Step 2: Add Your Layout Widgets to the Toolbox
I recommend that you add your Layout Widgets to the ToolboxesConfig.config file manually. The benefit to doing it this way instead of through the Sitefinity admin screens, is that the ToolboxesConfig.config file can be checked into your source control solution, and will ensure your Layout Widgets appear locally, in your staging environment(s), and in your production environment.
The Toolbox file is located in /App_Data/Sitefinity/Configuration/ToolboxesConfig.config. In this file, before the ending tag, is where you’ll be adding your layout widgets. Using our two layout widgets above, the code you’ll need to add is below:
<toolbox name="PageLayouts"> <sections> <add ordinal="1" name="TwoColumns" /> <add enabled="True" title="Bootstrap 3 Columns" description="Twitter Bootstrap 3 Layout Widgets" ordinal="0" name="Bootstrap3"> <tools> <add enabled="True" type="Telerik.Sitefinity.Web.UI.LayoutControl" title="100%" description="1 Column (col-12)" cssClass="sfL100" layoutTemplate="~/App_Data/Sitefinity/WebsiteTemplates/MyTheme/LayoutWidgets/Bootstrap/Bootstrap3_1Col_Col12.ascx " visibilityMode="None" name="Bootstrap3_1Col_Col12" /> <add enabled="True" type="Telerik.Sitefinity.Web.UI.LayoutControl" title="4x 25%" description="4 Columns (col-3 + col-3 + col-3 + col-3)" cssClass="sfL25_25_25_25" layoutTemplate="~/App_Data/Sitefinity/WebsiteTemplates/MyTheme/LayoutWidgets/Bootstrap/Bootstrap3_4Col_Col3-3-3-3.ascx" visibilityMode="None" name="Bootstrap3_4Col_Col3-3-3-3" /> </tools> </add> </sections> </toolbox>
Here’s the breakdown of the code:
toolbox name=”PageLayouts” and section tags are required, and is the location in which you’ll add all of your layout widgets. The add and tools tags are required to declare your layout widgets.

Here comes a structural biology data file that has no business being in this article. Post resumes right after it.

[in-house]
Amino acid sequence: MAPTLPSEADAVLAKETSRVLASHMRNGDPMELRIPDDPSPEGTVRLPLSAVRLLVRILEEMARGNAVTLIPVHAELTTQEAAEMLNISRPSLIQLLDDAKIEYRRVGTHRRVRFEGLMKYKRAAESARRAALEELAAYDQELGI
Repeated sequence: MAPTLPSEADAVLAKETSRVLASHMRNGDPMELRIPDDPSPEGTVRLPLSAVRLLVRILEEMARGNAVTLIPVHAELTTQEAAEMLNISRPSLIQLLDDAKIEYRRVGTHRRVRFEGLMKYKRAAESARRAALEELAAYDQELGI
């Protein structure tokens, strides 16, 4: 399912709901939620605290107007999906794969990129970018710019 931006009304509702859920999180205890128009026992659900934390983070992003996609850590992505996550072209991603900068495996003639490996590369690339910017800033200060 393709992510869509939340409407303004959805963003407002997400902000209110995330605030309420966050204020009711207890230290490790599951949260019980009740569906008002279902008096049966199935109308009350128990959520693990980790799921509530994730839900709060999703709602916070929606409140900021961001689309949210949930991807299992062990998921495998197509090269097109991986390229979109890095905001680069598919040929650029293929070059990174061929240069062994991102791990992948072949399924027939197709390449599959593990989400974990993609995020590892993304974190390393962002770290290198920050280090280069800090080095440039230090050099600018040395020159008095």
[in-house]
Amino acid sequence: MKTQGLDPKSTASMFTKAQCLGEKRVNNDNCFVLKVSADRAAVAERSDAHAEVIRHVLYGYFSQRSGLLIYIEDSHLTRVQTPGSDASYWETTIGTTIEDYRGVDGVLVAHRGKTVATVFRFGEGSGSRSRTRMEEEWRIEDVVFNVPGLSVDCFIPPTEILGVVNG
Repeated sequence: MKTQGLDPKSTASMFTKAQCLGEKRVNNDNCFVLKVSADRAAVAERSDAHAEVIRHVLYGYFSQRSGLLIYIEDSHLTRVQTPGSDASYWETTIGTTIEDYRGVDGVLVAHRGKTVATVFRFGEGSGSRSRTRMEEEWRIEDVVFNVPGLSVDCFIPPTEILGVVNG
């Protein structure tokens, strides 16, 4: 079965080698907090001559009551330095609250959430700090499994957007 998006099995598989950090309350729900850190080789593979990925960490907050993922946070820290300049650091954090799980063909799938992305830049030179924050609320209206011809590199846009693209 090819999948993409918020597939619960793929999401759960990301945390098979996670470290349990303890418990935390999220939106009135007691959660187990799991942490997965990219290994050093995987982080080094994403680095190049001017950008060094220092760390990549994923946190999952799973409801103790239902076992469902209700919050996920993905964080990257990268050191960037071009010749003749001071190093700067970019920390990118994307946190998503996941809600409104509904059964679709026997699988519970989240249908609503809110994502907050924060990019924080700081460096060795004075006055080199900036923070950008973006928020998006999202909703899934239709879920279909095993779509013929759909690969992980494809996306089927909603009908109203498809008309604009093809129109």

The first add tag adds a grouping of layout widgets. You can have as many of these as you want, as long as they have a unique name. The ordinal attribute is also important, as that is the sort order if you have more than one set of layout widgets. (In this case, we have two – and we’re telling the build in Sitefinity widgets to come second below our Bootstrap widgets.) The title attribute will correspond to what you see in the Sitefinity admin.
The inner add tags each declare the layout widgets for this group. Again, the title attribute corresponds to the text you see in the Sitefinity admin. Additionally, the description attribute will add a tooltip to the layout widget giving the admin user more clarification. Make sure your path to your layout widget is correct, otherwise you may encounter errors.
If we take the time to add a full complement of responsive layout controls, what appears in the Sitefinity admin will look like the screen capture below:
Since our custom Bootstrap grouping was declared with an ordinal of 0 (zero), it appears at the top and is open by default.
Layout widgets should be a go-to resource for any interface designer working with Sitefinity. We’ve incorporated them into our Sitefinity projects at Mercury with great success — it allows designers to provide our clients with responsive site or app layouts with fewer problems and without sacrificing any control. Additionally, you could provide even more value to your clients by adding in a number of page templates using your custom layout widgets to get them started when they are adding a new page or page template.